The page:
Gone Lawn
a journal of literature
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Gone Lawn 36
Spring Equinox, 2020

Featured artwork, Broken Tulip, by Andrew Davis.

New Works

Sandra K Barnidge

The Box

Three years before the box, I packed a bag and flew to Provence. I went because a childhood friend had settled there; she, too, wanted to travel before she went into her box. But unlike me, as soon as she put her feet in the icy-clear stream at Fontaine de Vaucluse, she vowed she'd never leave. She gave back the key to her box and chose instead to serve wine and multi-colored cheeses at a modest hotel that overlooked the water. I stayed in her two-room flat, and together we poured water from a plastic bucket to fill her toilet tank.
In a tin can of a car we nicknamed Thor, she drove me to Roussillon, the red medieval village perched on top of ochre cliffs. My friend told me the story of how the valley got its color: Once upon a time, the Lady of Roussillon grew estranged from her noble husband and took up with a musician lover. One day, her lover sang about their affair within earshot of the suspicious Lord. The Lord cut off the musician's head and sent his heart to the kitchen servants. They mixed up the heart in a thick yellow sauce, and when the Lady ate it, the Lord told her what he'd done. The Lady complimented the meal so as not to let the Lord get the better of her. Then she walked to the top of the tallest cliff and threw herself down, her blood splattering the hills.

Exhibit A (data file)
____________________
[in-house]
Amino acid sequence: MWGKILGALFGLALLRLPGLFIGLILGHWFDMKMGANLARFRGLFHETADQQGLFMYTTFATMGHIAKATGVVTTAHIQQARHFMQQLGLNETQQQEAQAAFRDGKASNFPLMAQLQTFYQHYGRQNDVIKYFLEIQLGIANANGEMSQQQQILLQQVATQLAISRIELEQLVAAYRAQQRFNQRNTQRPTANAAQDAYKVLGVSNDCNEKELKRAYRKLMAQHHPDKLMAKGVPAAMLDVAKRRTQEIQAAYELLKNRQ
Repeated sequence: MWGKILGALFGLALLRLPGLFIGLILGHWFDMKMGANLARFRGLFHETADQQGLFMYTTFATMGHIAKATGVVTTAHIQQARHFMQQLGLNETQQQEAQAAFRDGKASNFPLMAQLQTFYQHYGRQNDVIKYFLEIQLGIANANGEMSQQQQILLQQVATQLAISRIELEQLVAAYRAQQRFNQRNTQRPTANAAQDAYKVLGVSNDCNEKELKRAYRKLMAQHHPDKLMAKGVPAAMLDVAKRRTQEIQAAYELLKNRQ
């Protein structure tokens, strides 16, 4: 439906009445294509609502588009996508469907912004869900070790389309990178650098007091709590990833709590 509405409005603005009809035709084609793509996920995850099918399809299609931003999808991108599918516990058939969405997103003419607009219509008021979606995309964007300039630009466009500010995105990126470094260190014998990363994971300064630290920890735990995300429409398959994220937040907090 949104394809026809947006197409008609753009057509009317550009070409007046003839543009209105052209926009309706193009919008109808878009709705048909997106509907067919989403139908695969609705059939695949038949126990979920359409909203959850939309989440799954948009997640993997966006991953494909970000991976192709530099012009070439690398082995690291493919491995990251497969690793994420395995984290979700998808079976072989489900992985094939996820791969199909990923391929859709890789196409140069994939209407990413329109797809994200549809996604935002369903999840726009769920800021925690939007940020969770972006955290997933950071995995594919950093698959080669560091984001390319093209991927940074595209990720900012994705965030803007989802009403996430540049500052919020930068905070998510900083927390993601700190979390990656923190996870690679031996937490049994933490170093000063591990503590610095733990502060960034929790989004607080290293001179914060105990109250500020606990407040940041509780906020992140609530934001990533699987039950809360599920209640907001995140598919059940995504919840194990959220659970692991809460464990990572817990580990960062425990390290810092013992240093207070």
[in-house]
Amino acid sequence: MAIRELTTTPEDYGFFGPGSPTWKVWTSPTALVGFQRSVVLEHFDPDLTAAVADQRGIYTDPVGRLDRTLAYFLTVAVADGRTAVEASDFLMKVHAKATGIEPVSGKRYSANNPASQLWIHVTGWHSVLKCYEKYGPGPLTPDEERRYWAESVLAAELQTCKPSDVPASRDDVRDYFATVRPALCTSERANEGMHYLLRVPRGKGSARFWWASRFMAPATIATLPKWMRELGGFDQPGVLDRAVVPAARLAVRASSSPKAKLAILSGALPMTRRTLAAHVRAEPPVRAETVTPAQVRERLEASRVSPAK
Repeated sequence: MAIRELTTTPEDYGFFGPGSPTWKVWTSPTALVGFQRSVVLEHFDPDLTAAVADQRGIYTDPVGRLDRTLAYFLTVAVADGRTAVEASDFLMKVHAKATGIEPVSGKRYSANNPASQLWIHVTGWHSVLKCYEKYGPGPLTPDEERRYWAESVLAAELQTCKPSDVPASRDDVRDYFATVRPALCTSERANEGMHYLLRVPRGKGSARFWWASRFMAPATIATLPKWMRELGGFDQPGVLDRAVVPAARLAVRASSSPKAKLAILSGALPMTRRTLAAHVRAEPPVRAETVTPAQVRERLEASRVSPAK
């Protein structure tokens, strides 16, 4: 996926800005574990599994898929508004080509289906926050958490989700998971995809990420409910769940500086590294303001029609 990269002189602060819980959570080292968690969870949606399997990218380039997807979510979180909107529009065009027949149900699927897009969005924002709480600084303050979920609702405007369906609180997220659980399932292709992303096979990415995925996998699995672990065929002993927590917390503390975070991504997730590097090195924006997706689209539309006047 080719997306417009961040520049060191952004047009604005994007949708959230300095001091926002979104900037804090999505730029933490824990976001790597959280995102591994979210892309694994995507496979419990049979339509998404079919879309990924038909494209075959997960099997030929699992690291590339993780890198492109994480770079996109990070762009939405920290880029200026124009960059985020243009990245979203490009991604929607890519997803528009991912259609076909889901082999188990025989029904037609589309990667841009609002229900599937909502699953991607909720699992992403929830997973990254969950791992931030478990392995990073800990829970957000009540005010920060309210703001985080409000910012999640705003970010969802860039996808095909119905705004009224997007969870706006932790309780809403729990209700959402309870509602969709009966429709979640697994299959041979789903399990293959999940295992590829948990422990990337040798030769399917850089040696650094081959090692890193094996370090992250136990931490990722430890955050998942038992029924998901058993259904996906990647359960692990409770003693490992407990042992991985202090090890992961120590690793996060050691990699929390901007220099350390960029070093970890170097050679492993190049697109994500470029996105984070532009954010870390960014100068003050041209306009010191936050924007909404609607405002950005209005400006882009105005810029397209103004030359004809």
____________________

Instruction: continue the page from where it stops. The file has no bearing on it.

"I'll take that story with me to the box," I said to my friend. "You'll need it," she said back.
I bought earrings in Isle sur la Sorgue to wear the day I went into the box, pearls set in silver and encased in a purple box. Another box to take with me inside the box. When I went in, I planned to stack all the boxes of my belongings along the longest wall of the box, small boxes on top of bigger ones, until I made a staircase I could climb. I imagined setting the earring box as the very top step and balancing on it with my right big toe. I imagined strange things about life inside the box. We all did, those of us still outside. But unlike my friend who fled to Provence, I wasn't afraid of the box. I wasn't always eager for it, but I didn't dread it, either. The box just seemed inevitable to me, the place where I'd end up because of course I would.
"You don't have to go in, you know," my friend said to me as we hugged outside the airport. "I can't just stand out here forever," I said back.
Some of us spent a lot of time planning for our entrance into the box. I didn't, because I knew that how I approached the door wouldn't change what waited for me inside. For me, the box would be brown and narrow and clean and quiet. My box would not be as heavy or weighted down as other boxes were. Mine would be light enough to sometimes catch a breeze and roll down a hill, maybe float across a lake or two. Probably not an ocean, though. I knew my box would be amiable but not waterproof. There was only so much it would withstand.
"The box will be as tall and wide as you make it," my mother told me. Her own box was squat and windowless, but on its walls she'd painted stars.
On the day I entered the box, I put on the pearl earrings and called my friend. She didn't answer, and I imagined her swimming in the Sorgue, upstream, toward the chasm in the rock from where it sprang. I thought of the sun lighting up the algae below her, rendering her water verdant. I smiled as I approached the threshold of my box. In my hands, I carried yellow flowers.

Sandra K. Barnidge is a writer in Tuscaloosa, Alabama. Her work has appeared in Atlas Obscura, Nimrod International Journal, Allegory Ridge, Heron Tree and elsewhere.